Business Groups Fight the Minimum Wage Amendment, but May Be Losing the Battle

By: Victoria Langley
By: Victoria Langley

Business groups are stepping up the heat to defeat a proposed constitutional amendment to raise Florida’s minimum wage. Opponents argue the proposal will hurt a state economy already reeling from three hurricanes in less than two months. Supporters believe voters will side with low-wage workers who haven’t had a raise in seven years.

Mac McNeill employs dozens of college students at his bookstore. They start at minimum wage. McNeill says his costs would skyrocket $100,000 a year if a proposal to raise the minimum wage by a dollar passes, and he’d have to cut benefits.

“It would definitely increase everybody’s costs in the state. Somewhere along the line, they have to pass that on.”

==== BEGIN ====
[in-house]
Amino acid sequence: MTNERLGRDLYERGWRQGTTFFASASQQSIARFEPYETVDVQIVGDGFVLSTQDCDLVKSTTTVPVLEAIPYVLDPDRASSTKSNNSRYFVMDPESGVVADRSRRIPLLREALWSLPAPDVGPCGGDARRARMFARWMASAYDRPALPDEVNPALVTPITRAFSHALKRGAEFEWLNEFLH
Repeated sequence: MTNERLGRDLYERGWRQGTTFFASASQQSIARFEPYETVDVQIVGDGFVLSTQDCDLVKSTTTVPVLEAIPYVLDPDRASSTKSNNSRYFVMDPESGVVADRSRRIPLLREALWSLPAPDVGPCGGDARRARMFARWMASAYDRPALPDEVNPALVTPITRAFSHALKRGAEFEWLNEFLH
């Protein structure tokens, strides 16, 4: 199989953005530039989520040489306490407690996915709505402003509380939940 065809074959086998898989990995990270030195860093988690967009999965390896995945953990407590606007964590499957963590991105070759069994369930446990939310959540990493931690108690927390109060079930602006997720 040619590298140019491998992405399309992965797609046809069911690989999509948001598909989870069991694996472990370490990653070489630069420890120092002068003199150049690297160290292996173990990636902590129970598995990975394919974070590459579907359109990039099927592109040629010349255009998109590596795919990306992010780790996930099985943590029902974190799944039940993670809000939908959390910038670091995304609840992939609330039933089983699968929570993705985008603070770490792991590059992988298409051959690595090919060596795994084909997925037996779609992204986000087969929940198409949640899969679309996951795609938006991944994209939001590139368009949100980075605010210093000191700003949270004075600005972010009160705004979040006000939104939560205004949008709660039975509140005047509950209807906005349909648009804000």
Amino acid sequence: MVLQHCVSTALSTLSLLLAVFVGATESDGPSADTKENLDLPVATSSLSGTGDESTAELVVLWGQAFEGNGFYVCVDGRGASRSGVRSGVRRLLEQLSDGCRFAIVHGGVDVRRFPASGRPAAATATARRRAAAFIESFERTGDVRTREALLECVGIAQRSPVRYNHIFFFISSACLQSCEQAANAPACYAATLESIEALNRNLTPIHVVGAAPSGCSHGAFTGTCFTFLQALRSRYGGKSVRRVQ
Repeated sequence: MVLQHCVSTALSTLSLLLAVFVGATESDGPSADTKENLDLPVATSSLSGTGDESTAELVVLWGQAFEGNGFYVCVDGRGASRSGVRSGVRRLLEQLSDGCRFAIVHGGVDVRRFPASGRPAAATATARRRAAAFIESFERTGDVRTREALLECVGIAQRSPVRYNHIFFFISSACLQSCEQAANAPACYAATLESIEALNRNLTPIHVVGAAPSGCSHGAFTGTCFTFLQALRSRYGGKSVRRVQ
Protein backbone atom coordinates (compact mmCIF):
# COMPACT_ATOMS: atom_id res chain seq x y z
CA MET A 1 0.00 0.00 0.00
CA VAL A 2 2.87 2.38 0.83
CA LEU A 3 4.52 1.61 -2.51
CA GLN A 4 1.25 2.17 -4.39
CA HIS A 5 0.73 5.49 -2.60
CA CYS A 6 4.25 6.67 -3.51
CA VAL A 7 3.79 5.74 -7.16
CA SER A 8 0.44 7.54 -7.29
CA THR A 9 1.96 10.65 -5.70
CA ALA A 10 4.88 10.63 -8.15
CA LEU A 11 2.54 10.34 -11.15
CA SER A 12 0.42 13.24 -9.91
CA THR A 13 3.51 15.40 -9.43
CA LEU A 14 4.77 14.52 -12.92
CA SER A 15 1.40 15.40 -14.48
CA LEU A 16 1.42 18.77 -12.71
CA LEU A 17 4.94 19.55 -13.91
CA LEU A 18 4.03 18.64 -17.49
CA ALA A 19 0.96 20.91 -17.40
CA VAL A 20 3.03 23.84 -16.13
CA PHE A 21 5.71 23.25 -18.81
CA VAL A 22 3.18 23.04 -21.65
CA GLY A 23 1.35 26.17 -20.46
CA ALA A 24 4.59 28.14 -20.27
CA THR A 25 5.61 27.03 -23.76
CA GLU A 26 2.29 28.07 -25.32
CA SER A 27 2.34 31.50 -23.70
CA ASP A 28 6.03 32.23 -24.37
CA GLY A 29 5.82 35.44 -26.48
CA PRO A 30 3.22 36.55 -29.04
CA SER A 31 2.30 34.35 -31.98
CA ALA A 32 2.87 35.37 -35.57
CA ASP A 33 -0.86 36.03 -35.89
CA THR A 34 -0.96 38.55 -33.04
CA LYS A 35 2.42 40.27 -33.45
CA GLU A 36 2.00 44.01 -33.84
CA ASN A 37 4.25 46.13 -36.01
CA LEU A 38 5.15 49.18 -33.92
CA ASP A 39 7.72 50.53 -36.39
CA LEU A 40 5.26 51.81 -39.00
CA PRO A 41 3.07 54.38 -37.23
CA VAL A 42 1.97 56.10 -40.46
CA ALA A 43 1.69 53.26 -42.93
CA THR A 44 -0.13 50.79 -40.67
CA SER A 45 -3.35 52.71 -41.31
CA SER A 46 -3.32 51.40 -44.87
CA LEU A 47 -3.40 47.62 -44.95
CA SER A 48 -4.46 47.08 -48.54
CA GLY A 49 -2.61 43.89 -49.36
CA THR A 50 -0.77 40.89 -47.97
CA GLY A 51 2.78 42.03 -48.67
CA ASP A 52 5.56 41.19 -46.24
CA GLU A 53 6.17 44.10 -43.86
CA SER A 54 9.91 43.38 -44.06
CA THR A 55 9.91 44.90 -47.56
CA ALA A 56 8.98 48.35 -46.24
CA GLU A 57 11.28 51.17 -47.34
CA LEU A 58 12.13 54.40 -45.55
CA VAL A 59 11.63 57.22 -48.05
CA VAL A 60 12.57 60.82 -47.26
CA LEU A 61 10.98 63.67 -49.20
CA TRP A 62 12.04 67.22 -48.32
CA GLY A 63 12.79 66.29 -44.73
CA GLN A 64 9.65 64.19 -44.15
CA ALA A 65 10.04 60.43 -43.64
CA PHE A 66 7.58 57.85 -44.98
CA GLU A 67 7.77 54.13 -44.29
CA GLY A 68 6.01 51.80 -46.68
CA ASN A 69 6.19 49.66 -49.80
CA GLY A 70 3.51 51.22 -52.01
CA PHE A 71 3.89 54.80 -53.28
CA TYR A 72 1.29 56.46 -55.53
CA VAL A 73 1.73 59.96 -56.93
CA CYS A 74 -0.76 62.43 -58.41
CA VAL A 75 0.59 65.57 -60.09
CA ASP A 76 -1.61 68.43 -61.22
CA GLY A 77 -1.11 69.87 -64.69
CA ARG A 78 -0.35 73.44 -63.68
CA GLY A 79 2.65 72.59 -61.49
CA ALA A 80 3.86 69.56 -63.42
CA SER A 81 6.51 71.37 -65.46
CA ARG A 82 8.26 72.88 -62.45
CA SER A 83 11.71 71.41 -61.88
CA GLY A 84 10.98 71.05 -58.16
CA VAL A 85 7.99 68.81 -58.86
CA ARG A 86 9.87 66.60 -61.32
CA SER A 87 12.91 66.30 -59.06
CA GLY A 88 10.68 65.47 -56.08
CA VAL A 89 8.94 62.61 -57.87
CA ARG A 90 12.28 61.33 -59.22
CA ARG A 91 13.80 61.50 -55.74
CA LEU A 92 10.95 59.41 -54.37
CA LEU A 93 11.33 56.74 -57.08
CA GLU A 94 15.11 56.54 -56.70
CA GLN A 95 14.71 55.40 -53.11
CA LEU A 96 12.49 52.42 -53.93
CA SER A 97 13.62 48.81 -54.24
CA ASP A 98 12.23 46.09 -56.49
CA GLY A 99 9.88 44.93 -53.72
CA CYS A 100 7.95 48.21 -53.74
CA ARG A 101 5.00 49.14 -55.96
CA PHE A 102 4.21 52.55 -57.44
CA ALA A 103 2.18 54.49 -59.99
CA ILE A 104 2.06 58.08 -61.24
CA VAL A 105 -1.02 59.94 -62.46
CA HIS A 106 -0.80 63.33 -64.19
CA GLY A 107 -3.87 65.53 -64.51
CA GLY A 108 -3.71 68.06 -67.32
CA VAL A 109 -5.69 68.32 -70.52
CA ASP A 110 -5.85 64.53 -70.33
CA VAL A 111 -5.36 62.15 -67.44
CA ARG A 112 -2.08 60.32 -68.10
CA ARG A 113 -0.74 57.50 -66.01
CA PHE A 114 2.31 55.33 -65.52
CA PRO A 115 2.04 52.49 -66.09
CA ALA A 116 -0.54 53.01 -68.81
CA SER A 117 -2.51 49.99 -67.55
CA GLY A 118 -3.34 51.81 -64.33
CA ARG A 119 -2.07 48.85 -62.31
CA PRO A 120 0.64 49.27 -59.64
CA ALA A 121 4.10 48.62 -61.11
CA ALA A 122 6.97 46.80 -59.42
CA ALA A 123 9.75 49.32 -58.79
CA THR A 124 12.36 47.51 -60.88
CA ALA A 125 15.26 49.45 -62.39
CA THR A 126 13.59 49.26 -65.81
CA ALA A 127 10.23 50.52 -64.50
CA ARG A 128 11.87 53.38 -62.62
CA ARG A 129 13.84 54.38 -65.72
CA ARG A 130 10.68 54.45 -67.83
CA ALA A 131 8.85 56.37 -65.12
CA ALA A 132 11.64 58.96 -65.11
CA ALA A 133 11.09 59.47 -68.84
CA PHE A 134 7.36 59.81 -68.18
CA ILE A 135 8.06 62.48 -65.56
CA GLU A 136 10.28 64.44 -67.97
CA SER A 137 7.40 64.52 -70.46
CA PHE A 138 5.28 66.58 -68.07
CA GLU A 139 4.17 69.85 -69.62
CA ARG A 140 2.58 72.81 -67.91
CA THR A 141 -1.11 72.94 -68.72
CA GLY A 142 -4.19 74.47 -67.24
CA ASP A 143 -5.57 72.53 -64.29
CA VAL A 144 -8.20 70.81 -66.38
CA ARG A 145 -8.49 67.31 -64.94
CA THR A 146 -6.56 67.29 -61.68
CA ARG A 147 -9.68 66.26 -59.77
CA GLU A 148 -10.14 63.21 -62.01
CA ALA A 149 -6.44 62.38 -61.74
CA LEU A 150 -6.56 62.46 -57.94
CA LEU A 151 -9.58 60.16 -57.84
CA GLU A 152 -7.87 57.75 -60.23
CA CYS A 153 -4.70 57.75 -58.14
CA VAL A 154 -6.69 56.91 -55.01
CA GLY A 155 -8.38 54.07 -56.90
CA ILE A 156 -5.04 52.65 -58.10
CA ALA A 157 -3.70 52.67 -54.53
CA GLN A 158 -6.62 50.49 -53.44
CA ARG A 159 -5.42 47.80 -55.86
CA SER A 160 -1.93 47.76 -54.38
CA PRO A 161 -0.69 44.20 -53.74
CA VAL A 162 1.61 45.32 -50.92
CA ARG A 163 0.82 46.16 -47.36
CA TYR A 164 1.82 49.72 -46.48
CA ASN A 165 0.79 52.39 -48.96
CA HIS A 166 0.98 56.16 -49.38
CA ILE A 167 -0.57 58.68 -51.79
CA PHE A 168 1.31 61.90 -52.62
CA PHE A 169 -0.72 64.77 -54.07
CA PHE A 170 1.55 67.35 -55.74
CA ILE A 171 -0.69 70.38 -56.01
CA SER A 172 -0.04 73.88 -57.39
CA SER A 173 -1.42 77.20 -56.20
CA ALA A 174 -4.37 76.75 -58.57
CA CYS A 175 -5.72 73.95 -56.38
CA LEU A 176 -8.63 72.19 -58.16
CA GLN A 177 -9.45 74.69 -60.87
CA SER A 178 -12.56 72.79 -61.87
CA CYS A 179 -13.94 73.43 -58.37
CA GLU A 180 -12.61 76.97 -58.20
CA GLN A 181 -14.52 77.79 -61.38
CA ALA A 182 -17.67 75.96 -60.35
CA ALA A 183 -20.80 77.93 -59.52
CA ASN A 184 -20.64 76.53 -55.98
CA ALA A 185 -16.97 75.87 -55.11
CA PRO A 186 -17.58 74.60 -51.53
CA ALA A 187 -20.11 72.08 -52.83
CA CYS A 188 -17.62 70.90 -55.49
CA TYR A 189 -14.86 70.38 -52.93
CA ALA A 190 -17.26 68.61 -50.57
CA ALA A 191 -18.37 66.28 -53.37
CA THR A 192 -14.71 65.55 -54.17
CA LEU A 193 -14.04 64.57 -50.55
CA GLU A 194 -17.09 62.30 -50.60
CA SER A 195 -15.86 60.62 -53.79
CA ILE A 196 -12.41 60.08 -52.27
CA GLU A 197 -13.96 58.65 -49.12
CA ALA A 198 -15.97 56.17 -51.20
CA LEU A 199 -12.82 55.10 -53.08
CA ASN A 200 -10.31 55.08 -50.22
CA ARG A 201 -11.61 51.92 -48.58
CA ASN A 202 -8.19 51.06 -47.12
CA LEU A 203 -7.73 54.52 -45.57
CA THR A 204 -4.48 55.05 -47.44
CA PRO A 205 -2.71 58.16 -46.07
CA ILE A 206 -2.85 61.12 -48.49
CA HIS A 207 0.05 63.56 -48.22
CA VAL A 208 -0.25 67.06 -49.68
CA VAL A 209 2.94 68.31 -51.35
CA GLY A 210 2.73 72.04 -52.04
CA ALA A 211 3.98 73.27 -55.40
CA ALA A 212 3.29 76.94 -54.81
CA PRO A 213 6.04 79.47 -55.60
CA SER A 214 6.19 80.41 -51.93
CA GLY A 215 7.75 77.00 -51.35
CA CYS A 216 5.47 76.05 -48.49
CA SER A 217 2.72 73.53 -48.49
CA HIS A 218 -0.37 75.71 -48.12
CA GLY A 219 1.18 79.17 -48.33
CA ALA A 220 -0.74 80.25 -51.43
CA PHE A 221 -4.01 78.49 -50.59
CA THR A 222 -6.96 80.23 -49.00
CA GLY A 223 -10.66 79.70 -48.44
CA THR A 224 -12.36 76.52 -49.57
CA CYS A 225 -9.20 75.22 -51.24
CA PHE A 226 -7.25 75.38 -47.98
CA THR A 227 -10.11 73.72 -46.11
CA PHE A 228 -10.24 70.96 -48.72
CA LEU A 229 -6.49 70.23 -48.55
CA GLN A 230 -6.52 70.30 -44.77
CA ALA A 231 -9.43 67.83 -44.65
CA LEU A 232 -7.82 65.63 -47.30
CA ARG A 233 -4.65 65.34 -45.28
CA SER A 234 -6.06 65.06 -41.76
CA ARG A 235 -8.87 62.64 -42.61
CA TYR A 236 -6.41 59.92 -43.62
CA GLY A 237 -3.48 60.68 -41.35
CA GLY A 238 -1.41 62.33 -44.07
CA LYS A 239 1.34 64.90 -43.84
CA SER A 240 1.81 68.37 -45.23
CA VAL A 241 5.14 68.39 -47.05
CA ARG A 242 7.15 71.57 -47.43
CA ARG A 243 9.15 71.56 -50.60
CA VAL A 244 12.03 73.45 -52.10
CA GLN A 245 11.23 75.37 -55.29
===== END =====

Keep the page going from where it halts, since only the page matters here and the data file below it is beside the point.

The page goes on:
Opponents to the wage hike argue by boosting their pay by a buck, many low-wage workers would lose eligibility for food stamps and subsidized healthcare and end up worse off.

Supporters of the wage hike say that’s the stupidest argument they’ve ever heard. John Podesta was working for the Clinton White House seven years ago, the last time the federal minimum wage went up.

“To suggest that keeping people in poverty so that they can stay on public welfare programs is a sound public policy, I find shocking.”

Supporters say the $1.00 an hour pay raise has the potential to help two million Floridians when you add in families, and other hourly workers who’d likely see a bump in pay too, but opponents argue business can’t absorb the nearly half-a billion dollar cost, especially on the heels of three hurricanes.

Rick McAllister represents the Florida Retail Federation and says, “This is not the time to saddle small businesses, to saddle our economy, to saddle our state with new and additional costs that’s going to make that recovery, in fact going to make our future that much more difficult.”

It could be a tough argument to win. Recent polls show more than 80 percent of voters think it’s time the state’s lowest-paid workers got a raise. Supporters speculate interest in the Minimum Wage Amendment will bring more blue-collar workers to the polls in November. That could help the John Kerry camp in Florida.


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